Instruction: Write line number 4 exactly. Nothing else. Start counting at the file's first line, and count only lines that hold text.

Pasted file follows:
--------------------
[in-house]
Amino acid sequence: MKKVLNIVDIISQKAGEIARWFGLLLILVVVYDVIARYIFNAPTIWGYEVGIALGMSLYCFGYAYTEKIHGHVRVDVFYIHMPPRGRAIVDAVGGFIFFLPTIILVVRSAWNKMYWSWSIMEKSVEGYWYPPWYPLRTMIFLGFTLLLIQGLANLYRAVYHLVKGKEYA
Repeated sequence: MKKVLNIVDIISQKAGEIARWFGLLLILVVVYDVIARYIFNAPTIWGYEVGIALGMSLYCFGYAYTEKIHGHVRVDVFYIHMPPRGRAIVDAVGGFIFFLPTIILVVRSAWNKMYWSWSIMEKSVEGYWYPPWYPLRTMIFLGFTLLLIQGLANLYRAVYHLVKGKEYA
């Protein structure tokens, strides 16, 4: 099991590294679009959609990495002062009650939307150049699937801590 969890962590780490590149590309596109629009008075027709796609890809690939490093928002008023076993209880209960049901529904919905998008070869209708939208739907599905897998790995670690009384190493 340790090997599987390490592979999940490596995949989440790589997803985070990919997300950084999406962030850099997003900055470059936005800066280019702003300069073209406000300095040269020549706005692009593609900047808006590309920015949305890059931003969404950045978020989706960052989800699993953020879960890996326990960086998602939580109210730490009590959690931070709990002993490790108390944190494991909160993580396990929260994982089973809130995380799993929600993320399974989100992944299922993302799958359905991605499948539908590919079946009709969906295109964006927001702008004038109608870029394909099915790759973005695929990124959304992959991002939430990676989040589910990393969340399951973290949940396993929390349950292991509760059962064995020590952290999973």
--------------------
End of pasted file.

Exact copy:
């Protein structure tokens, strides 16, 4: 099991590294679009959609990495002062009650939307150049699937801590 969890962590780490590149590309596109629009008075027709796609890809690939490093928002008023076993209880209960049901529904919905998008070869209708939208739907599905897998790995670690009384190493 340790090997599987390490592979999940490596995949989440790589997803985070990919997300950084999406962030850099997003900055470059936005800066280019702003300069073209406000300095040269020549706005692009593609900047808006590309920015949305890059931003969404950045978020989706960052989800699993953020879960890996326990960086998602939580109210730490009590959690931070709990002993490790108390944190494991909160993580396990929260994982089973809130995380799993929600993320399974989100992944299922993302799958359905991605499948539908590919079946009709969906295109964006927001702008004038109608870029394909099915790759973005695929990124959304992959991002939430990676989040589910990393969340399951973290949940396993929390349950292991509760059962064995020590952290999973």